Edge techniques in non-photorealistic (NPR) rendering serve the purposes of both defining boundaries between two objects, or two remotely connected parts of the same object, having similar appearance and overlap in the 2D scene and also to transition smoothly away from internal shading techniques (which often won't have good behavior near edges of a mesh) to the boundaries of an object.
Following the them of this series of articles, which is to provide the conceptual framework for how to program away the gap from what we can draw with our hands to what a computer is showing our eyes, I'll first start by pointing out some general tendencies in artistic pieces. This relationship will vary from technique to technique, but by and large, for artistic styles that include anisotropy in the shading, there will be a shift in the pattern of anisotropy edge strokes and fill strokes. With edges, you're drawing to define how the surface is shaped at it's boundary in 2D from the given perspective. With fills, you're drawing to define the 3D surface topology with 2D information.
If you want all edges to look the same, then once you have an edge definition technique, like edge-envelopes (a hardware based workaround), you can have a simple algorithm for drawing the edges that doesn't distinguish one type of edge from another. This makes sense. You know either you are on an edge or not on an edge, and thus the description is more like a true-false test performed along a one-dimensional data set.
However, most of the time you would like your edges to play a role in helping to give you more definition to your topology. Since your edges will usually be tangential to the surface of the object you're drawing edges for, direction can't play much of a role. To add an extra dimension to the description that allows you to have more than one kind of edge, it's easiest to follow a straightforward connection: To draw a bit of an edge, add a little bit of tangential stroke. To add a lot of edge, add a lot of tangential stroke. Wider and darker. A sharp edge should have a thicker or darker stroke, while a glancing edge on a rounded surface will have a thin, light stroke that shows that there is less abrupt change in the topology at that edge.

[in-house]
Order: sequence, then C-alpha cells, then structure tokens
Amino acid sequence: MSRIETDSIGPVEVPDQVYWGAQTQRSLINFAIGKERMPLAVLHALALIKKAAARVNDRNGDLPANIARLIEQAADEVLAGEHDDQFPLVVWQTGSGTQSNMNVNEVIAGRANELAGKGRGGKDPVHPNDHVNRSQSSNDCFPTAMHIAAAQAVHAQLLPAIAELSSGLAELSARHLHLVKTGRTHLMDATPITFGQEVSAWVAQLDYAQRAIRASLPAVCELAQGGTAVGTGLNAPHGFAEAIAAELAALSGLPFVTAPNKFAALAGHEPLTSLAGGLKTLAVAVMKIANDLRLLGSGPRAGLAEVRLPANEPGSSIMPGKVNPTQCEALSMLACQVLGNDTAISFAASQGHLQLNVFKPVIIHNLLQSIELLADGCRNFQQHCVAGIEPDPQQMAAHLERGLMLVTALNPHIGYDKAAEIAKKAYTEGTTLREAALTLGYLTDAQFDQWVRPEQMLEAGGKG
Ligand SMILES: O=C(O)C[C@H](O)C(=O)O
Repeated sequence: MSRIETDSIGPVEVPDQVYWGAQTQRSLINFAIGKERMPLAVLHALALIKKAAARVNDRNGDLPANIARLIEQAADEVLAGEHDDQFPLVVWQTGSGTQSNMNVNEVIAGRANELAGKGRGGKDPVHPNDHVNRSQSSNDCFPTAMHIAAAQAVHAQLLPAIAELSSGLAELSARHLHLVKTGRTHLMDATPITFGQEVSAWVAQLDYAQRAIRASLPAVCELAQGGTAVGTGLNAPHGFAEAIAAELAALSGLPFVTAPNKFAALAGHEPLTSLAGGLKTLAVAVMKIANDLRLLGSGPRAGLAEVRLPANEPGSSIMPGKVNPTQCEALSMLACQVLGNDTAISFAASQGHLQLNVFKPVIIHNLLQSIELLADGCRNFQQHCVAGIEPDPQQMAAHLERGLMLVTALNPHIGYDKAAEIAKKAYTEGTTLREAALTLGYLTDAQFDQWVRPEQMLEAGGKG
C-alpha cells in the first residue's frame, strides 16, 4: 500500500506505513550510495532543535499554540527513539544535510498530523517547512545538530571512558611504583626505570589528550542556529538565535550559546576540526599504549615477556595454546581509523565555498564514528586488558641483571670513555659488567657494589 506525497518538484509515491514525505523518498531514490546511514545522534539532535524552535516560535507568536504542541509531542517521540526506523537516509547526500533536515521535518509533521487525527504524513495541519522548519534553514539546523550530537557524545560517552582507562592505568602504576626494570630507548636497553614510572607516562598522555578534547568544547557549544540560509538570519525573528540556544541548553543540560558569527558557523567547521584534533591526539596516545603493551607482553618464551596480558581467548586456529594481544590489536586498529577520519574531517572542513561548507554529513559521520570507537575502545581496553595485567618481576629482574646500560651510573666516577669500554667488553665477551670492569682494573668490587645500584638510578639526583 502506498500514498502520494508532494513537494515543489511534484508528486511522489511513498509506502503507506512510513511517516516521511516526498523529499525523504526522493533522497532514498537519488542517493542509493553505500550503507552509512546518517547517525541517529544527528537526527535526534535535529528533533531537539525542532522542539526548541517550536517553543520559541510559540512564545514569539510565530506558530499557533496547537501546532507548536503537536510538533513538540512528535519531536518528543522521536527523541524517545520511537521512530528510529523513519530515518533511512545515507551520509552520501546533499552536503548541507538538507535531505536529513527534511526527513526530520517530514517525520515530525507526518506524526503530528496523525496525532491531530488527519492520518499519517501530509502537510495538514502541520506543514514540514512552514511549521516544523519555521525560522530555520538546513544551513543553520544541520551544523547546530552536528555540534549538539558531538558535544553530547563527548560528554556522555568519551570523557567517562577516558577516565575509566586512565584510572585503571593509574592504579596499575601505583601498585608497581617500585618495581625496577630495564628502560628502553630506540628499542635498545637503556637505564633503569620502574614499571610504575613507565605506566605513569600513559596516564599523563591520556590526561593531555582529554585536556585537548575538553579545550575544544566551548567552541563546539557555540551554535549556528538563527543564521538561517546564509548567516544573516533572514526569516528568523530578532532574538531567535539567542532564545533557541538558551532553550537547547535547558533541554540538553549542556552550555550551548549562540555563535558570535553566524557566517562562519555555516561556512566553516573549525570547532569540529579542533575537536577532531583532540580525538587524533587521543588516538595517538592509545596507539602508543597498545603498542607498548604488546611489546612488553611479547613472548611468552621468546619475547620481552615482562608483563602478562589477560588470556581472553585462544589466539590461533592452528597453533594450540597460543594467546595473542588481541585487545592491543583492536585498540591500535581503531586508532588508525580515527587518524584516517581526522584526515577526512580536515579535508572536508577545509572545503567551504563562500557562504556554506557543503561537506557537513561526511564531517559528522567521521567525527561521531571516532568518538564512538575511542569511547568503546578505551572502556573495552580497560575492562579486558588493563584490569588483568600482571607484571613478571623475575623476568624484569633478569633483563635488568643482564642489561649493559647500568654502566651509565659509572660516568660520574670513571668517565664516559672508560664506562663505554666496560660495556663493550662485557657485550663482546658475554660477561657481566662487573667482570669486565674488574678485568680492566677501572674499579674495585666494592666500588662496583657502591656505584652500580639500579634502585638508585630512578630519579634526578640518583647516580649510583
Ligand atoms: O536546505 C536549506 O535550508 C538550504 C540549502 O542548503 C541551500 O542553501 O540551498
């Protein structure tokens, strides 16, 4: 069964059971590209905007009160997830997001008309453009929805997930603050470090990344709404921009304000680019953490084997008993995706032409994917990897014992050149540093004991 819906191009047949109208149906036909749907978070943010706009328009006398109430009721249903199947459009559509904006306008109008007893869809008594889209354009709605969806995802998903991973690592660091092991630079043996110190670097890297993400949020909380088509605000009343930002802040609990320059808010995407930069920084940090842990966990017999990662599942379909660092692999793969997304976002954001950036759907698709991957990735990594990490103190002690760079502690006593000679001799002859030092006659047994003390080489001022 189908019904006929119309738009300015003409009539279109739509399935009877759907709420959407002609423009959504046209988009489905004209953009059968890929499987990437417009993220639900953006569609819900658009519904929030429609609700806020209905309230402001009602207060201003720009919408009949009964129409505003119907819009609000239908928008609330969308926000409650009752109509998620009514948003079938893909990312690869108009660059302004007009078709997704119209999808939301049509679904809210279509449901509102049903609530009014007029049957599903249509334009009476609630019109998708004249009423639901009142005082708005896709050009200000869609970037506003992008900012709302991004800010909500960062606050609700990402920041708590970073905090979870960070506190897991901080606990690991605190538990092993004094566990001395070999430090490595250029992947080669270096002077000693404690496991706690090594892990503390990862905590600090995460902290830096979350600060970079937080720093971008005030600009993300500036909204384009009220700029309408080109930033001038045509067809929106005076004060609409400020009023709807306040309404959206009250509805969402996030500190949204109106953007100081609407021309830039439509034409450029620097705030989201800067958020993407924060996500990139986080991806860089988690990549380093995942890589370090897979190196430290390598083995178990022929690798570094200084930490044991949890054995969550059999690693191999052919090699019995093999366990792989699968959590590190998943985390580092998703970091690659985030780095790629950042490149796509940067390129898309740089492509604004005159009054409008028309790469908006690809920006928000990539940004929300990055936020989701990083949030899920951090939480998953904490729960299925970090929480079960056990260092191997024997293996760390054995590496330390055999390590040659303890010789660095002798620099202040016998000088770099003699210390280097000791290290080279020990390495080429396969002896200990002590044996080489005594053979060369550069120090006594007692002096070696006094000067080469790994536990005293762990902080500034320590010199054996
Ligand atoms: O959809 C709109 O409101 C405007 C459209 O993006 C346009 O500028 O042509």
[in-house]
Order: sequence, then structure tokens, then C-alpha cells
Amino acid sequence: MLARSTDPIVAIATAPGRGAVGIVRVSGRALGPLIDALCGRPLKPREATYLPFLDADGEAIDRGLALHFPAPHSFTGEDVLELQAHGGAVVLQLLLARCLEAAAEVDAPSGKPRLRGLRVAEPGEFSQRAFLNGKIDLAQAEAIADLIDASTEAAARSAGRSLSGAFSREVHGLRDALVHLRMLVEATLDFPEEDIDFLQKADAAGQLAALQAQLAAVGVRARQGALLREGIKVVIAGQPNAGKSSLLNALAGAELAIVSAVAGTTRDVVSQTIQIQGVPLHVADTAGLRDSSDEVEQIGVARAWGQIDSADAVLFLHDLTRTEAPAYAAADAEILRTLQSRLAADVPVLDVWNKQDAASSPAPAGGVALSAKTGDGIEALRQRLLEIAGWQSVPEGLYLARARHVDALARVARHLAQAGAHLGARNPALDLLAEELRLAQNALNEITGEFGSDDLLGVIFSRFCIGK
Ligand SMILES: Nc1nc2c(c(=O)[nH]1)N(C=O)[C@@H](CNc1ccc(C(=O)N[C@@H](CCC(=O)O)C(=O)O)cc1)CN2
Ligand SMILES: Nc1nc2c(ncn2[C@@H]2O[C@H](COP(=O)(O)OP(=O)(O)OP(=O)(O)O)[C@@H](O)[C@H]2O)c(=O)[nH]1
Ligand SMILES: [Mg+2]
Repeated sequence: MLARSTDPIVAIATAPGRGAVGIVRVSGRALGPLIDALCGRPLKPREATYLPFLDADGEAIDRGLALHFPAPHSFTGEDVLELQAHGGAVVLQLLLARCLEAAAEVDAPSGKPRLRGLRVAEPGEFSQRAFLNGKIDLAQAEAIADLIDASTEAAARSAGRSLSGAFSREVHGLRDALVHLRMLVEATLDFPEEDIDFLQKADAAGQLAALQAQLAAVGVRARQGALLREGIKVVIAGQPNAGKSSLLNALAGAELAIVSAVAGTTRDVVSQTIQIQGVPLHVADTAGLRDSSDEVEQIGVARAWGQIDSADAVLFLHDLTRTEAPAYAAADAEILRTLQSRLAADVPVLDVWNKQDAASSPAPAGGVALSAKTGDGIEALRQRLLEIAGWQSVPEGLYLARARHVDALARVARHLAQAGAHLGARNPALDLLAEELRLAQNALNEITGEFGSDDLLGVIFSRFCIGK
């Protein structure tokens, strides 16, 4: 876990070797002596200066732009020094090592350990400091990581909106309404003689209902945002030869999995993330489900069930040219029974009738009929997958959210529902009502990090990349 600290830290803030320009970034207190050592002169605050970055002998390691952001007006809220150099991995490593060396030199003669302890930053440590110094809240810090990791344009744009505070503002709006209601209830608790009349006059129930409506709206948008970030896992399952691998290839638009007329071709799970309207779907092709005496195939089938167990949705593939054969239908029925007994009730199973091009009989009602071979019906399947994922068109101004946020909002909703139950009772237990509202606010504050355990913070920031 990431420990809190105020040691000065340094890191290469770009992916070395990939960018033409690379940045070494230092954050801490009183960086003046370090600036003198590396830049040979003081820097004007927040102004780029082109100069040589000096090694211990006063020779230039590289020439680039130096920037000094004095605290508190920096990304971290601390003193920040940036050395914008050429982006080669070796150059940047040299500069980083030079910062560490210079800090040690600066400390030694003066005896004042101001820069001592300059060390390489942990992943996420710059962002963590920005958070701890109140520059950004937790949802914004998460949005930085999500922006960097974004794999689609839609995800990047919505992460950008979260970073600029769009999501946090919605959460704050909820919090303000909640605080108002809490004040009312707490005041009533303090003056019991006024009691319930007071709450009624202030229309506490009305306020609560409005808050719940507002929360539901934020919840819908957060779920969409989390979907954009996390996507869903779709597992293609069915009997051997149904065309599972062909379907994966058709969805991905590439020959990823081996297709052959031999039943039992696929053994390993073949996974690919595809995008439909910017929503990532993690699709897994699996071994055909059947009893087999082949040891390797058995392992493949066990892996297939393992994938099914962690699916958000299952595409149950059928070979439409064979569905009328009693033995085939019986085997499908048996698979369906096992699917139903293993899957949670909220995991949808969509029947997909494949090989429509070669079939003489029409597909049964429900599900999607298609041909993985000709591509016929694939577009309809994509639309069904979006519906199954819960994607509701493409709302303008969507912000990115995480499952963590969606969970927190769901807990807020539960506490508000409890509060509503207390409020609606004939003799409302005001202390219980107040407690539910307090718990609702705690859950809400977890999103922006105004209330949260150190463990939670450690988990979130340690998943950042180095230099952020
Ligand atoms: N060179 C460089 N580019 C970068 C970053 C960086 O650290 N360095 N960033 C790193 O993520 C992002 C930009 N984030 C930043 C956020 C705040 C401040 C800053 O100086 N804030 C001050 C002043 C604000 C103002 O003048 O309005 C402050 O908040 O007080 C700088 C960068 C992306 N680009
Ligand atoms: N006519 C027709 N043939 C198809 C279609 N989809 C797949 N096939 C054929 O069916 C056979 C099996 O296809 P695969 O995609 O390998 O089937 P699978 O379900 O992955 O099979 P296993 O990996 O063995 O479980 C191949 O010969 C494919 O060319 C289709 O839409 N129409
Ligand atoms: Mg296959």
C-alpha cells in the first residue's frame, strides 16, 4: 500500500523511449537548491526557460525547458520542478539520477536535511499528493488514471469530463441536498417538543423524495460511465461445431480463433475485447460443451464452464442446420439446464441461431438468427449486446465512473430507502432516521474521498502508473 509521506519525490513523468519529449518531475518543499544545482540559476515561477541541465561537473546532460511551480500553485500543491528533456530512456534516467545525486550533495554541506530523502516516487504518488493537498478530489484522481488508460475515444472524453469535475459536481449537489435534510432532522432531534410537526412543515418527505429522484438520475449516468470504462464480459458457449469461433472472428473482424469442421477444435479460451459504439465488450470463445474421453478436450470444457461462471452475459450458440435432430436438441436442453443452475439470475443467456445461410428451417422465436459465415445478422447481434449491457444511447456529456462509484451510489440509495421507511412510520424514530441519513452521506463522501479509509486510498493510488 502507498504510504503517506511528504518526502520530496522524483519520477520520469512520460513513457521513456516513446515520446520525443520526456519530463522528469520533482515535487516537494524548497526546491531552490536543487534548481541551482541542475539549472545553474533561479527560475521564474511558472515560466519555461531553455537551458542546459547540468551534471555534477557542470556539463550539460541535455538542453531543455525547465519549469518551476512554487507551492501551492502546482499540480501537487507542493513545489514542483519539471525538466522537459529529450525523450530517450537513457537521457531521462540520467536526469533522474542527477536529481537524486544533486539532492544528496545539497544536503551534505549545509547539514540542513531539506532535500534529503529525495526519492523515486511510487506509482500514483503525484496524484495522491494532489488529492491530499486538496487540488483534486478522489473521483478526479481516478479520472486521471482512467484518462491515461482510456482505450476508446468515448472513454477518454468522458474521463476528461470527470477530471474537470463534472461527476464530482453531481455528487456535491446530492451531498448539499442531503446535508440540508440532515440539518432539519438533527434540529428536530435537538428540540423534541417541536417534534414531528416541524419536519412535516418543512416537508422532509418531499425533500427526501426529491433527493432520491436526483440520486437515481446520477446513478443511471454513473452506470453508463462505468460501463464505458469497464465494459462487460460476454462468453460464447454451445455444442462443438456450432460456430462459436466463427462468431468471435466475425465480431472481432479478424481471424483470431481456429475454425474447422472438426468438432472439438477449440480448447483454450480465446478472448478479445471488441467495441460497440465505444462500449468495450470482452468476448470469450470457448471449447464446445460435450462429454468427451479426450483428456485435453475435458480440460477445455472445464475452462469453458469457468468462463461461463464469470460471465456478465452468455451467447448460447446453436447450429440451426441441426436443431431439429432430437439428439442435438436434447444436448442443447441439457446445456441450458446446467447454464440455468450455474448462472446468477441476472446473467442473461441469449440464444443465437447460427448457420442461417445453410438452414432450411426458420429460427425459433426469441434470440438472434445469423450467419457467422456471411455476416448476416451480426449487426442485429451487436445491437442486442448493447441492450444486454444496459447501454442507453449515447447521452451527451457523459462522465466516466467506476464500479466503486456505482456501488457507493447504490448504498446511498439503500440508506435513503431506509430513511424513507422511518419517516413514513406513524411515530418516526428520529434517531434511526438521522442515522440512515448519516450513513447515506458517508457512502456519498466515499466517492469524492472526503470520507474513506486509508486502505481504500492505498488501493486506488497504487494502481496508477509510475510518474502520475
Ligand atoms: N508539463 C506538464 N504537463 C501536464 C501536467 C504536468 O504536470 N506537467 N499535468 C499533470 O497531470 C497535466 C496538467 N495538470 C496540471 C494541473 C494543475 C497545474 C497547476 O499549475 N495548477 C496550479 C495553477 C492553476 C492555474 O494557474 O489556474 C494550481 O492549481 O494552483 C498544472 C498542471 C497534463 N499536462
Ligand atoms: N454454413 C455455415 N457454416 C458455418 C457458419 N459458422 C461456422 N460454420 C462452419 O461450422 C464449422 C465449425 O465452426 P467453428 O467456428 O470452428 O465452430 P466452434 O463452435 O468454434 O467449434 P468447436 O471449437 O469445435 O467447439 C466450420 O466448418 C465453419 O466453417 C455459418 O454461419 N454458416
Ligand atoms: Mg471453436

An edge technique that has this kind of behavior will have the very essential quality of describing very important 3D relationships with 2D output. All 3D rendering does this, but describing it with such simple output is what gives an NPR that quality of impacting us in our hands as soon as we look at it.
Now that you have some ideas about what data you want to result in your output, you need to know where to create this output. There are tons of articles on the subject, but the basic recipe for almost any technique is using the indices/vertices and determining where the normals across edges go from camera facing to non-camera facing. Some attention has to be paid to whether the edge is visible or not. In fact, the culling operation itself provides a very useful description of edges. If the normal shifts from positive to negative across an edge in the un-culled mesh, then after culling, there will be an edge with only one face. Thus the culling process has an implicit connection to where the edges exist on the mesh. This is a very, very solid method that covers a variety of edge conditions that will exist on a mesh with few or no holes (or just extra bits of geometry tacked on at holes to provide the extra data for the edge detection technique.) If you're familiar with the back-culling technique implemented in hardware, you can do this pretty quickly. I would search for a paper on it before attempting to write one from scratch.
This process will take care of simple edge detection, but many times you will want a smooth transition to the edge. You can implement parts of your edge drawing technique in your fill drawing technique. The result will be that the edges technique starts becoming applied before the actual edge of the mesh. This will also give some definition to near edges, but has issues with large areas of near-edge-on surfaces.
Going to wrap up the article for now and add some more ideas later. The biggest challenge I've faced in edge drawing so far is that direct techniques can find the edges quickly, but don't always have a good surface to apply a shader to. The problem is very simple; you're trying to apply a material at an edge, where there will by definition of the problem be no geometry past a certain point on which to draw. You can't draw outside the 2D silhouette. Post-process techniques will suffer the difficulty in detecting edges without some form of input. The issue is that, without some other data to describe edges, there is no resulting description for the difference between two 2D adjacent surfaces with similar appearance. Doing edge detection in 2D is not recommended. Doing edge detection in 3D and piping the output to a 2D process is.